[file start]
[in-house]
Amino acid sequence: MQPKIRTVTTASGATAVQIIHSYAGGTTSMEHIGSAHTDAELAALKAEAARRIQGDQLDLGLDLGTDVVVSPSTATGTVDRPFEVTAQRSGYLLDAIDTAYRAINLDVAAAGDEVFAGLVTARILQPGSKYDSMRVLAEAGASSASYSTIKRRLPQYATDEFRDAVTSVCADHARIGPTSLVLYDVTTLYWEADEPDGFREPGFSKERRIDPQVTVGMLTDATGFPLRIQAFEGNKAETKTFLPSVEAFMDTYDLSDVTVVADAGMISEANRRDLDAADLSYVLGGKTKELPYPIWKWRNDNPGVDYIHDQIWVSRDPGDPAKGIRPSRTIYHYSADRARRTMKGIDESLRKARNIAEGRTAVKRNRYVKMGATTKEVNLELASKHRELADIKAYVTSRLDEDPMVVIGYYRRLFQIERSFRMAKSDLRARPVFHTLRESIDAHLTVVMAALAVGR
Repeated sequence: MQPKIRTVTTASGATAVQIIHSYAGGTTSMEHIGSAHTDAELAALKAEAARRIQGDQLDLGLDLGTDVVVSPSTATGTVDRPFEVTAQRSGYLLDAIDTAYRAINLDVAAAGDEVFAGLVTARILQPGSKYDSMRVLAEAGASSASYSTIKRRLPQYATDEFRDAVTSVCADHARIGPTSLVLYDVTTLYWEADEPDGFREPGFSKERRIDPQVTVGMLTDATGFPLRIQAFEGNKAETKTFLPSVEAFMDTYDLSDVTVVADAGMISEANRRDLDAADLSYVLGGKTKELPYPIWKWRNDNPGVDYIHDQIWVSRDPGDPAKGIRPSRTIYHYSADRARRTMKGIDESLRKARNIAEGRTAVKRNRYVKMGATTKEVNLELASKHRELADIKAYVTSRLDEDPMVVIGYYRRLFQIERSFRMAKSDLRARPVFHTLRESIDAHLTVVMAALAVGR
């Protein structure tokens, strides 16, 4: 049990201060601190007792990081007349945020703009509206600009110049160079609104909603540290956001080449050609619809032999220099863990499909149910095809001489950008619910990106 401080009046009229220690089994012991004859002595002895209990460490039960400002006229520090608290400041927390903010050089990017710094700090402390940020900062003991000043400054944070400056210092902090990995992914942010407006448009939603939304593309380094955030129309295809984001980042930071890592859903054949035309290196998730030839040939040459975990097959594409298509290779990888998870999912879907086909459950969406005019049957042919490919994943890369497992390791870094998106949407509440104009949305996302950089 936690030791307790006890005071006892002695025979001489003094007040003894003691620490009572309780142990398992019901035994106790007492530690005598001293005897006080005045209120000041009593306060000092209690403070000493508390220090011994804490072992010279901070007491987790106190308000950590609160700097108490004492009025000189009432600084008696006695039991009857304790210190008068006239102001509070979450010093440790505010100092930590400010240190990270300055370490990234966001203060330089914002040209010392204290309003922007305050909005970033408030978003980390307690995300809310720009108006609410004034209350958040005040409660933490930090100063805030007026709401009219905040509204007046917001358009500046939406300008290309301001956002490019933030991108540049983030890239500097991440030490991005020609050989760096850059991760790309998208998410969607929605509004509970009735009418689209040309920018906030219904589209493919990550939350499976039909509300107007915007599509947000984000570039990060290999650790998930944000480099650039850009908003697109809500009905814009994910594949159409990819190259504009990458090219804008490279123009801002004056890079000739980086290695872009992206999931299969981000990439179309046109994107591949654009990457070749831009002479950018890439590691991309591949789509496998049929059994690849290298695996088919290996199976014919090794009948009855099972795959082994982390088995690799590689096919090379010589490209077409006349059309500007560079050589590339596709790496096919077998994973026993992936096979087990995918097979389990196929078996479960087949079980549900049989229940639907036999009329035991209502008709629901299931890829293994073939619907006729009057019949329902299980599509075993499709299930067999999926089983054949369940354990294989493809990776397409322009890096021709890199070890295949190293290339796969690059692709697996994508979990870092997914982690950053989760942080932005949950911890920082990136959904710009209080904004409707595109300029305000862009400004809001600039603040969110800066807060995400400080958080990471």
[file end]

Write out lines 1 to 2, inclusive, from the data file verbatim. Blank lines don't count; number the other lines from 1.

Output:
[in-house]
Amino acid sequence: MQPKIRTVTTASGATAVQIIHSYAGGTTSMEHIGSAHTDAELAALKAEAARRIQGDQLDLGLDLGTDVVVSPSTATGTVDRPFEVTAQRSGYLLDAIDTAYRAINLDVAAAGDEVFAGLVTARILQPGSKYDSMRVLAEAGASSASYSTIKRRLPQYATDEFRDAVTSVCADHARIGPTSLVLYDVTTLYWEADEPDGFREPGFSKERRIDPQVTVGMLTDATGFPLRIQAFEGNKAETKTFLPSVEAFMDTYDLSDVTVVADAGMISEANRRDLDAADLSYVLGGKTKELPYPIWKWRNDNPGVDYIHDQIWVSRDPGDPAKGIRPSRTIYHYSADRARRTMKGIDESLRKARNIAEGRTAVKRNRYVKMGATTKEVNLELASKHRELADIKAYVTSRLDEDPMVVIGYYRRLFQIERSFRMAKSDLRARPVFHTLRESIDAHLTVVMAALAVGR